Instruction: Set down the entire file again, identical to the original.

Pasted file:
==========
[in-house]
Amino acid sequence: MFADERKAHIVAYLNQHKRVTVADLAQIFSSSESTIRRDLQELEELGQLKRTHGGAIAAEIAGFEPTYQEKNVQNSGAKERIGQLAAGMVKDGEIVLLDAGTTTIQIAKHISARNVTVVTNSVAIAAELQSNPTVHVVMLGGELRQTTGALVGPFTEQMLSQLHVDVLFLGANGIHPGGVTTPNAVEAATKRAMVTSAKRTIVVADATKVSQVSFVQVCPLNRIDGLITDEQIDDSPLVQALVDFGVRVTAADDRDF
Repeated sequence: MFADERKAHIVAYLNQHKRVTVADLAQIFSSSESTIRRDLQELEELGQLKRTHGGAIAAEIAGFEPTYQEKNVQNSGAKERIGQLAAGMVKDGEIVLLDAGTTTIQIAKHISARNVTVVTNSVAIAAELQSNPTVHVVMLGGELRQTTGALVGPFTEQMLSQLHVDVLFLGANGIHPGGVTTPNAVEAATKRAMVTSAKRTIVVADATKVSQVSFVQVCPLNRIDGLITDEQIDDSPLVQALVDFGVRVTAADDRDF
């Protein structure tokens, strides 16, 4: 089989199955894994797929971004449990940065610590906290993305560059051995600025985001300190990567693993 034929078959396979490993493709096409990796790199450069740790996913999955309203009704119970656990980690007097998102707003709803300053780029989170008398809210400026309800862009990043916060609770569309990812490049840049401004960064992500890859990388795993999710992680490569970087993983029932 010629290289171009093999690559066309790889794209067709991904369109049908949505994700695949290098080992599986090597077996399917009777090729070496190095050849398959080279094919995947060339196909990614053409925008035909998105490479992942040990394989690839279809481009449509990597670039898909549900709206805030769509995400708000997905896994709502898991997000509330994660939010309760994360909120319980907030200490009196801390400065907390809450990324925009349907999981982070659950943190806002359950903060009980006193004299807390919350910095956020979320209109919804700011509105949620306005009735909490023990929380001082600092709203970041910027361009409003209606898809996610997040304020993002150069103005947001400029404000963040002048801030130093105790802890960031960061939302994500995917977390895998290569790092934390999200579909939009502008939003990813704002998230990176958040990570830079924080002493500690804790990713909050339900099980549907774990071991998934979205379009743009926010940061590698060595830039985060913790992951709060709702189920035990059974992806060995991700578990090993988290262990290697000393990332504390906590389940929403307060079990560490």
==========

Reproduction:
[in-house]
Amino acid sequence: MFADERKAHIVAYLNQHKRVTVADLAQIFSSSESTIRRDLQELEELGQLKRTHGGAIAAEIAGFEPTYQEKNVQNSGAKERIGQLAAGMVKDGEIVLLDAGTTTIQIAKHISARNVTVVTNSVAIAAELQSNPTVHVVMLGGELRQTTGALVGPFTEQMLSQLHVDVLFLGANGIHPGGVTTPNAVEAATKRAMVTSAKRTIVVADATKVSQVSFVQVCPLNRIDGLITDEQIDDSPLVQALVDFGVRVTAADDRDF
Repeated sequence: MFADERKAHIVAYLNQHKRVTVADLAQIFSSSESTIRRDLQELEELGQLKRTHGGAIAAEIAGFEPTYQEKNVQNSGAKERIGQLAAGMVKDGEIVLLDAGTTTIQIAKHISARNVTVVTNSVAIAAELQSNPTVHVVMLGGELRQTTGALVGPFTEQMLSQLHVDVLFLGANGIHPGGVTTPNAVEAATKRAMVTSAKRTIVVADATKVSQVSFVQVCPLNRIDGLITDEQIDDSPLVQALVDFGVRVTAADDRDF
């Protein structure tokens, strides 16, 4: 089989199955894994797929971004449990940065610590906290993305560059051995600025985001300190990567693993 034929078959396979490993493709096409990796790199450069740790996913999955309203009704119970656990980690007097998102707003709803300053780029989170008398809210400026309800862009990043916060609770569309990812490049840049401004960064992500890859990388795993999710992680490569970087993983029932 010629290289171009093999690559066309790889794209067709991904369109049908949505994700695949290098080992599986090597077996399917009777090729070496190095050849398959080279094919995947060339196909990614053409925008035909998105490479992942040990394989690839279809481009449509990597670039898909549900709206805030769509995400708000997905896994709502898991997000509330994660939010309760994360909120319980907030200490009196801390400065907390809450990324925009349907999981982070659950943190806002359950903060009980006193004299807390919350910095956020979320209109919804700011509105949620306005009735909490023990929380001082600092709203970041910027361009409003209606898809996610997040304020993002150069103005947001400029404000963040002048801030130093105790802890960031960061939302994500995917977390895998290569790092934390999200579909939009502008939003990813704002998230990176958040990570830079924080002493500690804790990713909050339900099980549907774990071991998934979205379009743009926010940061590698060595830039985060913790992951709060709702189920035990059974992806060995991700578990090993988290262990290697000393990332504390906590389940929403307060079990560490």